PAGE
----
Day 128 Montreal, Quebec: Last Chance to See and Taste - Grampies on the Go - CycleBlaze

September 5, 2011

Day 128 Montreal, Quebec: Last Chance to See and Taste


The time for striking back out on our bikes is rapidly approaching. Needless to say we have become soft in a number of ways. We are now used to having a shower and our own bed, dozens of top notch restaurants, groceries, and bakeries in walking distance, and not a care as to whether it rains or not. That will all change, and fast. Rain is forecast for Wednesday. Oh, oh.

Today, anyway, we could stroll out again and check out one last bakery. We chose Grain de Olé. As with many bakeries, we don't have a clear idea of where they were going with the name. Is this some sort of Mexican salute to some sort of wheat? Dunno, because the place is a French bakery through and through.

Grain de Olé, today's target bakery
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(**FLASH** Almost a year after we wrote this, we have a message from Claude Doucet, explaining that "Ole" is actually "Ble". Now it all makes sense. Thanks Claude!)

You can tell this because, first of all, here are some classic "French pastries"

Pastries at Grain de Olé
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Plus elegant fruit themed cake:

A big version of the smaller pastries. These types of cakes in all the bakeries probably reflect the berry abundance still in the markets.
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And crossant-like danish:

Danish at Grain de Olé are reasonably priced.
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We dragged what little was left of our daily budget out of Grain de Ole with the idea of finding some meat down the street, at the also puzzlingly named Maison du Roti. I'm sure there is some good stuff in there, and Sabrina wondered why we didn't consult the staff, but the offerings near the door rather scared me off, being various bits of Horse.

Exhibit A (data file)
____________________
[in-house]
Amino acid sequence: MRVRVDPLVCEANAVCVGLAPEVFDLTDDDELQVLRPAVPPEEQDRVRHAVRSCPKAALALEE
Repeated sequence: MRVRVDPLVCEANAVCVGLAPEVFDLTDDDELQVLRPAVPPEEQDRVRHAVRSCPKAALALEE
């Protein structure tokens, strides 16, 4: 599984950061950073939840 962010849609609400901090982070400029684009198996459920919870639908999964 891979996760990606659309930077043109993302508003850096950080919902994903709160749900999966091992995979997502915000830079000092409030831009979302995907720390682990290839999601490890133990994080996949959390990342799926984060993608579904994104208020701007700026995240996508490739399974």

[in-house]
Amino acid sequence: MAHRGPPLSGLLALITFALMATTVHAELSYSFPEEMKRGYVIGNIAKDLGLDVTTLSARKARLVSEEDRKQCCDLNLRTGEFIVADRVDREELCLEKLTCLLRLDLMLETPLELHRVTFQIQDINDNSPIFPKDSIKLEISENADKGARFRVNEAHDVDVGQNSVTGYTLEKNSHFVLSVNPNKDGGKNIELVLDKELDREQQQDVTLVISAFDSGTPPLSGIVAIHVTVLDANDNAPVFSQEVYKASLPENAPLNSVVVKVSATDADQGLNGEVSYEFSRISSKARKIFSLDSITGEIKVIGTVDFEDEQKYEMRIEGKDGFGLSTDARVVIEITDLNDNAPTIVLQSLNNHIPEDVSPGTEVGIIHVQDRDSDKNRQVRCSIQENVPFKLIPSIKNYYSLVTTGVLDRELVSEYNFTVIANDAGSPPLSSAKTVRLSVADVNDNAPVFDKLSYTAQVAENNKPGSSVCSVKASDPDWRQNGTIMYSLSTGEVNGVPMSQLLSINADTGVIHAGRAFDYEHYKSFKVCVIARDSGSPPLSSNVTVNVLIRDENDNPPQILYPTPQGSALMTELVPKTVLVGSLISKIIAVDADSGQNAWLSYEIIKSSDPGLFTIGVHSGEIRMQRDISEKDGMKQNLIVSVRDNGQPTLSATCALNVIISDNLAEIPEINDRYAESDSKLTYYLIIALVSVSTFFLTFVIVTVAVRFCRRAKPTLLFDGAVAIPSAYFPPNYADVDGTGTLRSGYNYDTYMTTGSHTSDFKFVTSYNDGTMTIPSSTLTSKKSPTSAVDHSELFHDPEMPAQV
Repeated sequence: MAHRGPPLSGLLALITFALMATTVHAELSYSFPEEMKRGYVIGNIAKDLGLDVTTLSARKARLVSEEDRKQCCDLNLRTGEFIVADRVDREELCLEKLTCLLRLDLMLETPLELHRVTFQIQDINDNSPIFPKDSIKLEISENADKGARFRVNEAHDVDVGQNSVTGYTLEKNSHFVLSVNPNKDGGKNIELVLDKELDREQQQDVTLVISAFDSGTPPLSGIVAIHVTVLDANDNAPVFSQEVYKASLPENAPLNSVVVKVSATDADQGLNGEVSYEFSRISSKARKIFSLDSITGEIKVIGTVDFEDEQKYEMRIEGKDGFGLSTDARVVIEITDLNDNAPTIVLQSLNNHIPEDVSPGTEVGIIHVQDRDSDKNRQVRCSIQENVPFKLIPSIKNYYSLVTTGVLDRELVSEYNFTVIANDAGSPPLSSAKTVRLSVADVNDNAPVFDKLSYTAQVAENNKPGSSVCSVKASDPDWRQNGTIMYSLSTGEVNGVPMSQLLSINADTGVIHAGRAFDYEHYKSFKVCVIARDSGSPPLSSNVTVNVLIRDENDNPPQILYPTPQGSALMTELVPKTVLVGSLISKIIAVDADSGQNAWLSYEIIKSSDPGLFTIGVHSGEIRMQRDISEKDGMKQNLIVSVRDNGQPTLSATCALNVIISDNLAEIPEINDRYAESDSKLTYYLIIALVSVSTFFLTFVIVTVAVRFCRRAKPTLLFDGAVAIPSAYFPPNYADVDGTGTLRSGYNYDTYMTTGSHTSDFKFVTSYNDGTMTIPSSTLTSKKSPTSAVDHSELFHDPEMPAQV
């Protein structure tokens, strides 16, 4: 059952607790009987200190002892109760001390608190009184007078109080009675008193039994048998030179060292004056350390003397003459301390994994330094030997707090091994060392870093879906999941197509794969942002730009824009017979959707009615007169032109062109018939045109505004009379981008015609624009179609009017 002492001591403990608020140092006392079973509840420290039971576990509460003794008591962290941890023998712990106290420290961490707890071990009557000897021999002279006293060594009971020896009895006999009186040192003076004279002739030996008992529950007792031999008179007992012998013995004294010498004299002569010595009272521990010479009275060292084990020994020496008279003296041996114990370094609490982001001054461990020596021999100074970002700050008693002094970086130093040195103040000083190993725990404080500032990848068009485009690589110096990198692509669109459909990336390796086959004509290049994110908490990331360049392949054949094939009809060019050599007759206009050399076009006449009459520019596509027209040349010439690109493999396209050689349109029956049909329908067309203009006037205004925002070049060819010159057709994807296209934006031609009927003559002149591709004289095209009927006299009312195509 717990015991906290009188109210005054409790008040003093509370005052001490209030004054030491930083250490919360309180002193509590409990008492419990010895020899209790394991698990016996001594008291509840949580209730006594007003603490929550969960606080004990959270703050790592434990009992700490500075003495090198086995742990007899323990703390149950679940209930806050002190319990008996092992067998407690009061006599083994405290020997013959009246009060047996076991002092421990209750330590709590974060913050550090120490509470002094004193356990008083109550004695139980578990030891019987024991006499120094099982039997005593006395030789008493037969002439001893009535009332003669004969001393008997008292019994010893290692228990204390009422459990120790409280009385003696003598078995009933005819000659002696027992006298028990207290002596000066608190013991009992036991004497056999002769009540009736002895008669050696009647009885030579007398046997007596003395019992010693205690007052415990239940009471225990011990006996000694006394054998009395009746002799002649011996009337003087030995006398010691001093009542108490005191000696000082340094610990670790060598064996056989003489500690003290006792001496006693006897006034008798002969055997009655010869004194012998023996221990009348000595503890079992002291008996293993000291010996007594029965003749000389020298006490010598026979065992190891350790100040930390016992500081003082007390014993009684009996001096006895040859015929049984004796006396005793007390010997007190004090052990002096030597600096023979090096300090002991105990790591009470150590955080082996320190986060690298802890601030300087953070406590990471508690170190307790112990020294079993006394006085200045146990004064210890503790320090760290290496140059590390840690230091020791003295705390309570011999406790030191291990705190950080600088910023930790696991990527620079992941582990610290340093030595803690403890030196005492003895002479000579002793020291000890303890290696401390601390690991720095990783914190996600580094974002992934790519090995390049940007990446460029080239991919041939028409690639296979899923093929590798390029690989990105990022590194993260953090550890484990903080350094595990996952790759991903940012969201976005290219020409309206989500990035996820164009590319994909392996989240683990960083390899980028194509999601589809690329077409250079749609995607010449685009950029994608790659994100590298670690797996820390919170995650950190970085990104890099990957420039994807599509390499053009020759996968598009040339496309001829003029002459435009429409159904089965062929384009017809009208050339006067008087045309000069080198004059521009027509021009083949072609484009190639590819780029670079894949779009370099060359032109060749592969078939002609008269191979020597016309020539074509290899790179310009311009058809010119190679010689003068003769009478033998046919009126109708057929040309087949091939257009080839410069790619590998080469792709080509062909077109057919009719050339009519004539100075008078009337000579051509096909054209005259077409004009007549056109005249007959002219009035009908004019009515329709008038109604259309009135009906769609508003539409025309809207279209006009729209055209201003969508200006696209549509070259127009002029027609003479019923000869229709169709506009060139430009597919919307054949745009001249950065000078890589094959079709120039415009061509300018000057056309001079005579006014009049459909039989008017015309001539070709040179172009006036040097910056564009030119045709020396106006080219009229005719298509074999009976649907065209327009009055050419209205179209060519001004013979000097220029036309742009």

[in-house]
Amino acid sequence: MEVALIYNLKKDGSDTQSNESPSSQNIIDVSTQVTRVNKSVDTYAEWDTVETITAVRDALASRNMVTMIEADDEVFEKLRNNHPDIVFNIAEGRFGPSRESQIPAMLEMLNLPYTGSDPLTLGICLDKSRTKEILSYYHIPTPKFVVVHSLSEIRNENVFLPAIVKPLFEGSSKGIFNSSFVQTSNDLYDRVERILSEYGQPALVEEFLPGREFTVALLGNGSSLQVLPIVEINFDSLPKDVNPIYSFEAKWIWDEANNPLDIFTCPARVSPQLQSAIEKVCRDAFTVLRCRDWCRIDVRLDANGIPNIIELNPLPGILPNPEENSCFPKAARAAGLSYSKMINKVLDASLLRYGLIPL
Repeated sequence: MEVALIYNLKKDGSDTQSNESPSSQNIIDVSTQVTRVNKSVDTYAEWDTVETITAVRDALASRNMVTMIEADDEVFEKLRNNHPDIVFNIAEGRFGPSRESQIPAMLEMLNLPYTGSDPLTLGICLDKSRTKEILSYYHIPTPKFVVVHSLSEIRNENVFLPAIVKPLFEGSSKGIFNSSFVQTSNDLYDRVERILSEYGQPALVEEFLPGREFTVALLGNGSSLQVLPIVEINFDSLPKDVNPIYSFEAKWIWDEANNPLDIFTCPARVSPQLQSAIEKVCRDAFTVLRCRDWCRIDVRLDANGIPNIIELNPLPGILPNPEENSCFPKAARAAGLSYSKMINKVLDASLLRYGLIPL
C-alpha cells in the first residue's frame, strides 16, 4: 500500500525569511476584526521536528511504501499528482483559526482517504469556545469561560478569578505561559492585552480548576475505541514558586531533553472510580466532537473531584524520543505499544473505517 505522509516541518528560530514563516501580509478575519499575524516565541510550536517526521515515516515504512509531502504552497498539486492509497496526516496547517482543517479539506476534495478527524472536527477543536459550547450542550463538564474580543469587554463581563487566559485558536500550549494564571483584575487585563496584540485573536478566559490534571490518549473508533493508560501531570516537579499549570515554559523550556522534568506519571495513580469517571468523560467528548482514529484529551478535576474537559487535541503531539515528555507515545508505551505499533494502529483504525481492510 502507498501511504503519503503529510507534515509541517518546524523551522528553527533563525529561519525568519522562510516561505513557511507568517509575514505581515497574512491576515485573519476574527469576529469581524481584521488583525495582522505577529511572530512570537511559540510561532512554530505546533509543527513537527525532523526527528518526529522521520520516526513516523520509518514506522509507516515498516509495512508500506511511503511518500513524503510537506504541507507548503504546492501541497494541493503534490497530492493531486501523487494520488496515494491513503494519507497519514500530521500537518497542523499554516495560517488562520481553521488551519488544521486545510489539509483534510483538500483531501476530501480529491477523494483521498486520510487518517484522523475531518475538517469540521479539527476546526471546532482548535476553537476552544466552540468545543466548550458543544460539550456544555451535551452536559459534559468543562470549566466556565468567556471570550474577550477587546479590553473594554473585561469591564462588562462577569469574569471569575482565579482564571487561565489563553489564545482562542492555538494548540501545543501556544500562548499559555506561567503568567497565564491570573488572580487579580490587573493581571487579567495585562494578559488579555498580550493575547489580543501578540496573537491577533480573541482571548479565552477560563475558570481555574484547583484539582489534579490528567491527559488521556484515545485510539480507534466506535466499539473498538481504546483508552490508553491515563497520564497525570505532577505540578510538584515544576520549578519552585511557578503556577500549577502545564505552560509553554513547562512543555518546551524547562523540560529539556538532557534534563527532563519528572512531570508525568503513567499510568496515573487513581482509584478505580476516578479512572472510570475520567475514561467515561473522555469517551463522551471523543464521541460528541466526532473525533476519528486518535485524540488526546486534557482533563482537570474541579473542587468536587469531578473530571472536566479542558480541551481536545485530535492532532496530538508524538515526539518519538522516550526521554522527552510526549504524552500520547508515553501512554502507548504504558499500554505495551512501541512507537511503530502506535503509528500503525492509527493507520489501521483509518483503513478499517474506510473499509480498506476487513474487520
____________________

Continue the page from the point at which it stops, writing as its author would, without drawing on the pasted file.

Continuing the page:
Hunks of horse. Too French for me.
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We determined instead to make one last visit to Schwartz's. Toward evening, Josh and I headed over by bike. As expected we found a lineup out the door and down the street, and a separate lineup for take out. The clientele, as usual, was a cross section of the world, with ladies in head coverings, and people who were black, yellow, white, and every other possible shade.

The story of this deli is remarkable, and has been told in a book, a movie, and even a musical. It has had only four owners since 1928, and each has refused any franchising or expansion, even within Montreal. See http://en.wikipedia.org/wiki/Schwartz's

Schwartz's crowded as usual
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The smoked meat attracts people of all cultural backgrounds
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We ordered two pounds of medium, hot, sliced; a jar of Putter's pickles; and a rye bread.

Josh cycles home ahead of me with our haul of hot smoked meat, rye bread, and Kosher pickles.
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Tomorrow will be a day for packing up and plotting route details. Montreal and the family has been really great but now with Fall rains beginning and so many other cyclists finished their tours, we are feeling much overdue for returning home. We still have quite a few km to do. In fact, it's two routes (Adirondacks, and Seattle to Mill Bay) that could quality as short tours on their own. We need to get on with it!

p.s. Brother Harold has offered some insight on the steame vs toaste question (see Day 123). According to Harold, the way the sausage is prepared does not change. However a steame uses a warmed rounded bun while a toaste uses a square shaped toasted bun. Good to know for next time!

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